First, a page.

Mairi works for a charity that supports adults with learning disabilities and regularly tells me about the amazing staff who go above and beyond what’s expected of them to serve and help. It’s a job, yes, a poorly paid one, but it’s not about the money.

When we lose sight that people are people, or we only see the differences rather than the person, we can dehumanise and justify our action.  The Bible tells us all humanity is made in the image of God, regardless of ability or disability and many such support workers recognise this, even if they don’t know they are recognising a person’s God like-ness.

You can really see this if you come to RBC on a Wednesday evening, when the Include Choir are on site. The Include Choir is an independent charity for people with and without understanding and speaking difficulties. I’m often around when they are practicing and it’s wonderful to hear songs like ‘I get by with a little help from my friends’ being sung with gusto and volume through the building.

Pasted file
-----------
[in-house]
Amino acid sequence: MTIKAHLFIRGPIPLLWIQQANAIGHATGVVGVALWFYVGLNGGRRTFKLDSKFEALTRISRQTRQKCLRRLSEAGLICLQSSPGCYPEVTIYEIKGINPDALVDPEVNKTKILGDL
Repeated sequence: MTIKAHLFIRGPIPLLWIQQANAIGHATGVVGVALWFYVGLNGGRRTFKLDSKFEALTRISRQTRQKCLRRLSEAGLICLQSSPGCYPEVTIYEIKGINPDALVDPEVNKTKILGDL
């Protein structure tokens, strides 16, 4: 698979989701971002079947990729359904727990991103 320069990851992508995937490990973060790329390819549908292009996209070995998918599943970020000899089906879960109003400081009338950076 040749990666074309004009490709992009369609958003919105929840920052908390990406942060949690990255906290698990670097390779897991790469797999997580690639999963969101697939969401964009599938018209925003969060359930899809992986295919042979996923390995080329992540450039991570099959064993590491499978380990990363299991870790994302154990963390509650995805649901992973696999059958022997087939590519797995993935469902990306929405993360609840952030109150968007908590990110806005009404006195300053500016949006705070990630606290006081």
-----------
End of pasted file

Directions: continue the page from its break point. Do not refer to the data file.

I love hearing the chat going on in the foyer, one guy reciting classic blues brothers lines all evening.  ‘We got both kinds of music here, country and western’ – he even got the accents right!

What I love is the joy and celebration of who they are – they are in fact, ‘beautifully and fearfully and wonderfully made in the image of God’ (Psalm 139 & Genesis 1) and they are being loved and celebrated – again by many people who are not Christians.

It’s not just the Christians who have the monopoly of loving, caring, accepting, and including, but certainly all Christians should strive to be all these things and we can learn a lot from those who see humble, poorly paid service as more worthwhile than high-powered, money making, ambition driven careers.   When we humble ourselves to serve in thankless and sometimes demeaning roles, like Artur, Dave or Greg, we are reflecting something of the image and purpose of God in us, whether we know it or not.